Black Woman Rising: Gabby Douglas Raises the Bar

Black Woman Rising: Gabby Douglas Raises the Bar

The 17-year-old Olympic gold medalist and history-maker is  only just beginning
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his month, launches  “Women Up: Black Women Rising,” our first editorial series  dedicated to empowering and celebrating Black women. What better way to kick off  our new series than to feature the awe-inspiring Gabrielle Douglas? The  17-year-old gymnast leaped into our hearts at the London 2012 Olympic Games  where she made history as the first Black woman and person of color to win the  gold medal in the individual all-around competition and the first American  gymnast to win the individual all-around and team competitions at the same  Olympics. And this young Black woman is still on the rise.

Nearly a year after the Olympian rushed out to McDonald’s to celebrate her  gold medals with an Egg McMuffin, Gabby is now the new spokeswoman for the new  McDonald’s Egg White Delight McMuffin, a healthier alternative to her favorite  breakfast sandwich. Considering the high rates of obesity among Americans and in  the African-American community specifically, Gabby tells that she’s  happy to promote this affordable yet healthier option from McDonald’s.  “Personally, I love McDonald’s [and have] since I was very young. And now that  they just came out with the Egg White Delight–and I love egg whites–this is  perfect for me. Egg whites definitely have a lot of protein.”

But just as important as physical health, Gabby is also  promoting emotional health and self-esteem in young Black women with her  participation in P&G-sponsored My Black Is  Beautiful documentary, “Imagine a Future,” a powerful and inspiring film that  follows a young Black high schooler to South Africa on a journey to  self-discovery and self-love. In the film, Gabby speaks candidly about her own  struggles with self-esteem growing up a minority in the gymnastics world. Beyond  the non-troversy that was hairgate at the 2012 Olympics, Gabby  opened up about hateful comments that her former gymnastics teammates and  coaches would make about her skin color and her nose shape, with some even  suggesting that she have plastic surgery on her nose to be more successful. But  now, Gabby says she’s healed from those hurtful experiences and is looking  towards the future.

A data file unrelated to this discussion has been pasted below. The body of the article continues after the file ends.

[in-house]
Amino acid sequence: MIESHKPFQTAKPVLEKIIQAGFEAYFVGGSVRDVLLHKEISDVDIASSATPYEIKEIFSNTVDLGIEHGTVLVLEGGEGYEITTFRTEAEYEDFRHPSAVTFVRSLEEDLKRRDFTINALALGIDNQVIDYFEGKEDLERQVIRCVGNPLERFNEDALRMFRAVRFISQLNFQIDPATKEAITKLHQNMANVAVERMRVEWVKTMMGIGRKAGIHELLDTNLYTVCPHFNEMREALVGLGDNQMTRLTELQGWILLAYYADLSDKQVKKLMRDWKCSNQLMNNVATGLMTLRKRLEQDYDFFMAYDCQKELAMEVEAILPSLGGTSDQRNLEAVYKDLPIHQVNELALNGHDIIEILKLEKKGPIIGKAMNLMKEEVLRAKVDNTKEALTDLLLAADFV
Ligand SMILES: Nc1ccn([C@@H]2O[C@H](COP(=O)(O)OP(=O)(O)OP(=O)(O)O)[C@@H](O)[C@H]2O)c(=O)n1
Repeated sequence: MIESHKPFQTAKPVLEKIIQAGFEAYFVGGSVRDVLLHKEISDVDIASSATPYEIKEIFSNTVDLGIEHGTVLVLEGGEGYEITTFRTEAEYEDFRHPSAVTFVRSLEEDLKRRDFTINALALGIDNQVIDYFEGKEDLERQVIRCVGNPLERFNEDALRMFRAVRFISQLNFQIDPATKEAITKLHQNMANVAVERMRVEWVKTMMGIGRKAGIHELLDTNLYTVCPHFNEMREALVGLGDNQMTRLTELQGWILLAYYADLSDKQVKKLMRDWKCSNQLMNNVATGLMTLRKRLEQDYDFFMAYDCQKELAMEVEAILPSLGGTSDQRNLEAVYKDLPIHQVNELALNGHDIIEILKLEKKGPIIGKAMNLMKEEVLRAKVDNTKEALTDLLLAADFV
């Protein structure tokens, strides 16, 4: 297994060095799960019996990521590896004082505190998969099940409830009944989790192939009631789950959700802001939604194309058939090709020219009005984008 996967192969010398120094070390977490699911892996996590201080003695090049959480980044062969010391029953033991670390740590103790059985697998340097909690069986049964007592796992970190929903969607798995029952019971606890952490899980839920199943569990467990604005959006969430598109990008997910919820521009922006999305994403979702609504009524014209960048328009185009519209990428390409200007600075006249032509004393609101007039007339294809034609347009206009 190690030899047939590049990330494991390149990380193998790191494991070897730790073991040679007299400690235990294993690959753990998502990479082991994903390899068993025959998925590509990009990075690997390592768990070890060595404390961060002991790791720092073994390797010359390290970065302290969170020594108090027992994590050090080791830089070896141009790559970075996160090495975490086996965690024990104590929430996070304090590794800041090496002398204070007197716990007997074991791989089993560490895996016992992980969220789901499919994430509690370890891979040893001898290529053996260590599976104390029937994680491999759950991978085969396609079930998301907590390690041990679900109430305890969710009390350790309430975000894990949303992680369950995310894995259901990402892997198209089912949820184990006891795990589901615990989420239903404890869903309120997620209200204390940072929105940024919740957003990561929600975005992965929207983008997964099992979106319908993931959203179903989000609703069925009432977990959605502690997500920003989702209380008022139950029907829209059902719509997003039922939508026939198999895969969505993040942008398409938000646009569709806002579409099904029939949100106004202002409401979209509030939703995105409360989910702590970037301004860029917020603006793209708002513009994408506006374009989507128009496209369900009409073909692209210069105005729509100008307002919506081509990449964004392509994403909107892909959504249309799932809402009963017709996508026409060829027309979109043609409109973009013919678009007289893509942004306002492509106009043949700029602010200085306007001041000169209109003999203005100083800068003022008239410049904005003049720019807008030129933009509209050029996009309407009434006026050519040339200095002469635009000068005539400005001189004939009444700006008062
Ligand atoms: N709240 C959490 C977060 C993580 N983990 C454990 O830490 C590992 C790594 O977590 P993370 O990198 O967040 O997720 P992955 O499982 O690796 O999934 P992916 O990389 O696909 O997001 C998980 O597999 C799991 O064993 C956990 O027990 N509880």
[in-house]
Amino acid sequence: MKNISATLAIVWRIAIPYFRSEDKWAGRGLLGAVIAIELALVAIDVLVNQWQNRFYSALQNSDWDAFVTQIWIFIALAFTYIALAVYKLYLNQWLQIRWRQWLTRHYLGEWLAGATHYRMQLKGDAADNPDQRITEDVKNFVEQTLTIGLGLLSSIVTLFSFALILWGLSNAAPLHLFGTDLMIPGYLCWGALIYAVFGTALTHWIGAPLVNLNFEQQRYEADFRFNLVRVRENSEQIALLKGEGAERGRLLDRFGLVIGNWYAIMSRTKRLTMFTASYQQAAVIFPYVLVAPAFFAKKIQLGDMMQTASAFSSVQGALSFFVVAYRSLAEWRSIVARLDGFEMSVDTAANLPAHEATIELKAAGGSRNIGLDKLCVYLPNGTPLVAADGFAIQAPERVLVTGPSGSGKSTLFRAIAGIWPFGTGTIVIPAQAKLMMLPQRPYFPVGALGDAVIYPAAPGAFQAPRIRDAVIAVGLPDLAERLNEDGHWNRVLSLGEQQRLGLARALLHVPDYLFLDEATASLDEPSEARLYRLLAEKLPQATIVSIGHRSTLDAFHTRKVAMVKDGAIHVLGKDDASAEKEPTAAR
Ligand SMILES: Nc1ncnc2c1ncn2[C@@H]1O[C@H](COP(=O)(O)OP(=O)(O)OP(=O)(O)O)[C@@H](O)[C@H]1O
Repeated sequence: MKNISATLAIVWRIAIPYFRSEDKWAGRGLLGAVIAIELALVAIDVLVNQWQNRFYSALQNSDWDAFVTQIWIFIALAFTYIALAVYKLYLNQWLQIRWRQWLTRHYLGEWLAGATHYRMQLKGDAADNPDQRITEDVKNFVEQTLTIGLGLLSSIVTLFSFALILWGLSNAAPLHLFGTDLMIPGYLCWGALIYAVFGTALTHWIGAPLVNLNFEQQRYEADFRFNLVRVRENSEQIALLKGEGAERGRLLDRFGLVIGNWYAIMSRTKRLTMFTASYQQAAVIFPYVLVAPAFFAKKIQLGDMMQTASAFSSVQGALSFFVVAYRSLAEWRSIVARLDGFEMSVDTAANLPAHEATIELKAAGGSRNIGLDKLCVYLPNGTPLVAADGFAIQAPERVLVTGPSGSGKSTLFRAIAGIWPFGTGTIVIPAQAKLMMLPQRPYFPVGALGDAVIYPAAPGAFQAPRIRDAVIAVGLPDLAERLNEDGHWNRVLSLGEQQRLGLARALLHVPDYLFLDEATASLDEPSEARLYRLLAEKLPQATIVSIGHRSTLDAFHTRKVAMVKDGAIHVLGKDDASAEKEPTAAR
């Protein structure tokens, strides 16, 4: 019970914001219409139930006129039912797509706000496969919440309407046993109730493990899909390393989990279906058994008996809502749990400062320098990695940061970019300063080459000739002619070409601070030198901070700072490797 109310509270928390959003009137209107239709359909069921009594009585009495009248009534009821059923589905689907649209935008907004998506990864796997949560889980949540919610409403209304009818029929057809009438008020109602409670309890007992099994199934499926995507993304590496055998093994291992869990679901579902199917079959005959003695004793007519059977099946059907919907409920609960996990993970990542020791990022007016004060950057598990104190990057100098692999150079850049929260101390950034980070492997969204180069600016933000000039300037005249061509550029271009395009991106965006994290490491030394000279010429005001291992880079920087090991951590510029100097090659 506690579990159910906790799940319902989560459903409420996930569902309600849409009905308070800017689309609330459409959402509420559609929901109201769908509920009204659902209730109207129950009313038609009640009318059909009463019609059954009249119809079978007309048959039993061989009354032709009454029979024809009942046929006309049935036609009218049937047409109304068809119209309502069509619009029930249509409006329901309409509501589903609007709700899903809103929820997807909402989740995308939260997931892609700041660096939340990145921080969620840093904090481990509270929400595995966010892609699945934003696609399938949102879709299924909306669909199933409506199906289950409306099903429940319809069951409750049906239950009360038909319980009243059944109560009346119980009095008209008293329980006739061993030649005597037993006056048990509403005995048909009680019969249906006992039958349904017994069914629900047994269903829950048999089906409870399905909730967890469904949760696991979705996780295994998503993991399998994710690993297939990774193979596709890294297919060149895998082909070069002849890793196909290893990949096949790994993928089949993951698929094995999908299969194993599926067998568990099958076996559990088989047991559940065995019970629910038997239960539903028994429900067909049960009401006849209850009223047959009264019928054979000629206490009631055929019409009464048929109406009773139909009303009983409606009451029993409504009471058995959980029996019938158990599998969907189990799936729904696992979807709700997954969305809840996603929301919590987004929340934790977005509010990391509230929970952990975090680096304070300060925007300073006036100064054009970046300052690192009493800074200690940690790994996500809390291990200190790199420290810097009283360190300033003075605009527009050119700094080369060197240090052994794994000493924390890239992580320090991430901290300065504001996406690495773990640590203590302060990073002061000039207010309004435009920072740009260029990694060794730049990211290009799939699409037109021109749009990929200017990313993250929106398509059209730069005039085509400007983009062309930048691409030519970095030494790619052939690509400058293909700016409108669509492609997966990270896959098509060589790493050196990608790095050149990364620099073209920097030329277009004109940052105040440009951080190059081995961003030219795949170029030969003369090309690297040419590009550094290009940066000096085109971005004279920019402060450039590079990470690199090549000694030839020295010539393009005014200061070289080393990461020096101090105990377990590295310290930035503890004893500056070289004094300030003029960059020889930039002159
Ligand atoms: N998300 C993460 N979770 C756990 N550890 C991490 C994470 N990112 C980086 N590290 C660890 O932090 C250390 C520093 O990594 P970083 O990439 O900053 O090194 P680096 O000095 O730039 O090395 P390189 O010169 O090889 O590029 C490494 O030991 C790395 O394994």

“I was a little bit younger at that time [when those comments were made,  but] it’s in the past now. I forgive them. I’m moving on.”

She speaks about how she forgave and overcame these  controversies in her second memoir that was just released this week, Raising  the Bar, where she also provides tips for young women on  how they can raise the bar in their own lives. Taking her own advice, Gabby  spends most of her days in the gym preparing for the 2016 Olympics and working  to achieve her goal of more gold medals and more history-making. After that, the  world is wide open for the young champion.

“After my gymnastics career, I’d really like to get involved with  foundations. For college? After 2016, we’ll have to see. It’s kind of hard to  fit everything and my gymnastics schedule just because it’s so intense. In the  future or down the road, I think there’s going to be a lot of great  opportunities for me.”

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